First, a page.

This article was written by Dakota Murphey.
Figures from SonicWall's Biannual Report revealed that e-commerce and online retail businesses saw a 264% surge in the past 12 months in ransomware attacks alone. These kinds of statistics are extremely worrying for retail businesses, so it is unsurprising that websites and digital security are at the forefront of retailers' minds.
However, for those retailers that have a physical store as well as an online presence, there might be an assumption that the cybersecurity in-store doesn't need to be considered as a top priority. Well, doing so could be a big mistake.
In this article, we take a look at why retail stores are more vulnerable to cybercrime than ever before.
Security Is Weaker
There can be no doubt that one of the major issues around security in-store is the issue of complacency. It is assumed that physical stores themselves are unlikely to be targeted by cybercriminals — surely it is more likely that they will put their resources into using hacking or phishing?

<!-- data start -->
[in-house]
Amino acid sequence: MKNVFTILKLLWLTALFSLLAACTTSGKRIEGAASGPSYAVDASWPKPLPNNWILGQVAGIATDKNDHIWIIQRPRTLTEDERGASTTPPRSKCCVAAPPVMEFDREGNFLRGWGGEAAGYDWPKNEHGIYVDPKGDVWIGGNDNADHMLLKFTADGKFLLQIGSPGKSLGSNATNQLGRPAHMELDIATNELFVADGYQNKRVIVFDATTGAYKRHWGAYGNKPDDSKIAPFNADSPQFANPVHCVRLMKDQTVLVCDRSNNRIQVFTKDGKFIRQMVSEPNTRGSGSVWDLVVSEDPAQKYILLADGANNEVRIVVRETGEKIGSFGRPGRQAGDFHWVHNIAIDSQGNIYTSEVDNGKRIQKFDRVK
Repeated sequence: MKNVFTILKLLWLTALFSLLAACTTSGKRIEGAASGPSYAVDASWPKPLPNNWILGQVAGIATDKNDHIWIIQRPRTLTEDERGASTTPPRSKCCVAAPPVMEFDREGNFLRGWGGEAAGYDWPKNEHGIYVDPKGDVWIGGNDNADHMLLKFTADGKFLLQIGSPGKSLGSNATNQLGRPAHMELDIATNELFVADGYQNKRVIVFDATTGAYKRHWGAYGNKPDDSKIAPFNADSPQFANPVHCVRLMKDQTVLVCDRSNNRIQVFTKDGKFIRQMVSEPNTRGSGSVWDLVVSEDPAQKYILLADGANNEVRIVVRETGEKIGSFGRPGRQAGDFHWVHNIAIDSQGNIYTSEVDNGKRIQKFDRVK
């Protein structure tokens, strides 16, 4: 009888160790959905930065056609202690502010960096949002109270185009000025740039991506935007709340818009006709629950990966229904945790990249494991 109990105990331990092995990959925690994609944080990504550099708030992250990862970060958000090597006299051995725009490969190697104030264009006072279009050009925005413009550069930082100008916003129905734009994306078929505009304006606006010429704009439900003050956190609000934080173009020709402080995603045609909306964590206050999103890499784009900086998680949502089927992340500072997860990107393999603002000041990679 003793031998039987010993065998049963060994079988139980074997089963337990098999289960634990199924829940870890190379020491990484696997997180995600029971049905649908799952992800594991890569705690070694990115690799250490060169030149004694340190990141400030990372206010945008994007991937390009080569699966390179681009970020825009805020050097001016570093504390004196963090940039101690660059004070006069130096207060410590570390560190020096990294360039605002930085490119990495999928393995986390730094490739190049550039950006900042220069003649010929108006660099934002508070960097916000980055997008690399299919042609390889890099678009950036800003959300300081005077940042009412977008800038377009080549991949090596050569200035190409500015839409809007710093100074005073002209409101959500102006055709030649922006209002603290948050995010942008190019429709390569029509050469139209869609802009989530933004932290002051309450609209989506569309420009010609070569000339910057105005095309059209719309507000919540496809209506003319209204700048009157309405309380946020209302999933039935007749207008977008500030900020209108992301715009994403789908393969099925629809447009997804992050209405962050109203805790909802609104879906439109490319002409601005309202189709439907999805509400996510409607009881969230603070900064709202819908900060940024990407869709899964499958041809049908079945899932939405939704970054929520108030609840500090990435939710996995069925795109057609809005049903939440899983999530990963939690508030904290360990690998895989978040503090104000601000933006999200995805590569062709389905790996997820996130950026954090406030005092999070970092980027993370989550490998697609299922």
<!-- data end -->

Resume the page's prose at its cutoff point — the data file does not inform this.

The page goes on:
In reality, cybercriminals are always looking for ways to maximize their time — they want quick wins. Increasingly, as retail stores are less well protected they are being seen as an easy way into the computer system of a company. Perhaps the lesson that needs to be learned here is that you should never assume that you won't or can't be attacked.
Cybercriminals are far more sophisticated than they've ever been. If there are gaps in security, they can identify and tap into them. Retailers, for instance, need to balance consumers' privacy and data protection with their own tight security measures that protect their internal IT systems and physical stores. Failure to install security effectively and comply can result in firms facing fines for breaches in privacy laws under stringent CCTV regulations and GDPR guidelines.
Stores and Websites Are Intrinsically Linked
You might think that there is a divide inside your business: your physical store and your online store. However, it is generally the case that your physical premises are linked to your digital system just as much as an office might be. Do you log in to your system at work? Do you track customers' details using an IT system?